Mitre Becerril Examines Crime Effects of Overdose Prevention Sites

David Mitre BecerrilSchool of Public Policy (SPP) Professor David Mitre Becerril recently co-authored an Original Investigation in the area of public health with JAMA Network Open. Alongside Professors Aaron Chalfin (University of Pennsylvania) and Brandon del Pozo (Brown University), their paper “Overdose Prevention Centers, Crime, and Disorder in New York City” was published earlier this month.
Their research question focused on “What trends in crime and disorder were associated with the opening of 2 overdose prevention centers (OPCs) in New York City (NYC) in November 2021?” The goal of their report was to study concerns about OPCs leading to increases in crime and disorder. In order to conduct their research the team tracked 911 and 311 phone calls as well as reported crime and disorder complaints. They studied two OPCs and 17 syringe service programs between January 1, 2019 to December 31, 2022.
Findings saw no significant increase in crime where OPCs were located, but did see a statistical decline in police narcotics enforcement. This including an over 80% reduction in low-level drug possession arrests and over 50% reduction in weapons possession arrests. Thus, “…observations suggest the expansion of OPCs can be managed without negative crime or disorder outcomes.” The team discussed their findings with JAMA Network Open Conversations following their publication.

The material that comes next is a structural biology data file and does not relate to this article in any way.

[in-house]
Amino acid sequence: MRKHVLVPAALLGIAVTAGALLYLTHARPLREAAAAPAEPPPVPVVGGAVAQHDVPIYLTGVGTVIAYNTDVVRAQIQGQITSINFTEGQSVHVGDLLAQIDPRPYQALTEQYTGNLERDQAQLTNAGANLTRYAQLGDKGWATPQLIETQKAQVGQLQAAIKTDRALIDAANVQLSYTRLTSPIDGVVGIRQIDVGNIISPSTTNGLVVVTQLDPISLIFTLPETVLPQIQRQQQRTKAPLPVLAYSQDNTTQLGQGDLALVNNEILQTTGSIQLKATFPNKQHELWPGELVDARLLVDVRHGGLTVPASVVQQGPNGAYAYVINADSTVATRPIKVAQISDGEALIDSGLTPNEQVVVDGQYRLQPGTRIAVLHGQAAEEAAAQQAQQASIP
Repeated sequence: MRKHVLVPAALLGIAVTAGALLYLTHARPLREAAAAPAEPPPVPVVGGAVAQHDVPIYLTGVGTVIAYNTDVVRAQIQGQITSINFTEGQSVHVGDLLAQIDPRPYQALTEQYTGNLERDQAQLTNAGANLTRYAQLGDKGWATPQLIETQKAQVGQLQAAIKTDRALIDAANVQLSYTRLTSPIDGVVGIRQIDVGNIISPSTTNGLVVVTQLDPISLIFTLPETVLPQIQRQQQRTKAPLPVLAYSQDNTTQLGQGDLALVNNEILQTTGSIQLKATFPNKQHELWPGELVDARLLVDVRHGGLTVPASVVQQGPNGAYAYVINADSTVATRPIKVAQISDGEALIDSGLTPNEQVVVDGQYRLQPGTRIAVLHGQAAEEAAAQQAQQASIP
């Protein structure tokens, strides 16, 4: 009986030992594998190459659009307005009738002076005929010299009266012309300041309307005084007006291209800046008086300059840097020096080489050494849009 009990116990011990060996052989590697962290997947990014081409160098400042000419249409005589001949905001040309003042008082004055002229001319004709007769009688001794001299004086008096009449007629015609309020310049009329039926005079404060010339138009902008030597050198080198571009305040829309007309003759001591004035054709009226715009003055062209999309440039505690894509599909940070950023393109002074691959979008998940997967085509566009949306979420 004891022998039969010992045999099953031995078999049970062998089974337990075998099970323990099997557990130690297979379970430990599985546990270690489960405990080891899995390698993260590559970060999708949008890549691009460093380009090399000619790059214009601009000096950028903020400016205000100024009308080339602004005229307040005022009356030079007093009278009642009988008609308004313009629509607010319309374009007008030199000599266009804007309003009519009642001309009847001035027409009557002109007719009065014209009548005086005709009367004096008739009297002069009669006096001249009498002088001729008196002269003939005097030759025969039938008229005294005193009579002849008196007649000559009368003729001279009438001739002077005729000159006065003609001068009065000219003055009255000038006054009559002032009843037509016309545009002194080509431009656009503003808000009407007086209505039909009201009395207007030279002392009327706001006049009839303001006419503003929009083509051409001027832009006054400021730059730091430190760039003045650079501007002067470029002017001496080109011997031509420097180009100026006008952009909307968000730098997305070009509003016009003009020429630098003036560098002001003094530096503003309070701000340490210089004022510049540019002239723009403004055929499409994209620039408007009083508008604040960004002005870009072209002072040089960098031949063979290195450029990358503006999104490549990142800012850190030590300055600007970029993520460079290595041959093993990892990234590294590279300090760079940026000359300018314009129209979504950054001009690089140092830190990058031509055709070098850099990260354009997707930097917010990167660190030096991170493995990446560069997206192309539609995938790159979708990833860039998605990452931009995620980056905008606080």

Following the report, The New York Times released an opinion essay entitled “Do Safe Injection Sites Increase Crime? There’s Finally an Answer.Vice also summarized the team’s work in “The First US Safe Injection Sites Did Not Increase Crime: Study.” In this specific article, Senior Reporter Manisha Krishnan connected with OnPoint Executive Director Sam Rivera about the impact of OPCs. Sam noted that OPCs have been utilized almost 100,000 times and collected almost 2 million units of hazardous waste material.
Gothamist also printed a feature entitled “Overdose prevention centers did not increase crime in NYC neighborhoods, study finds.” Their piece discussed the timing of the report in relation to Mayor Eric Adams call to expand overdose prevention centers while facing local pushback and lack of public funding.
We look forward to seeing the future impact of this report.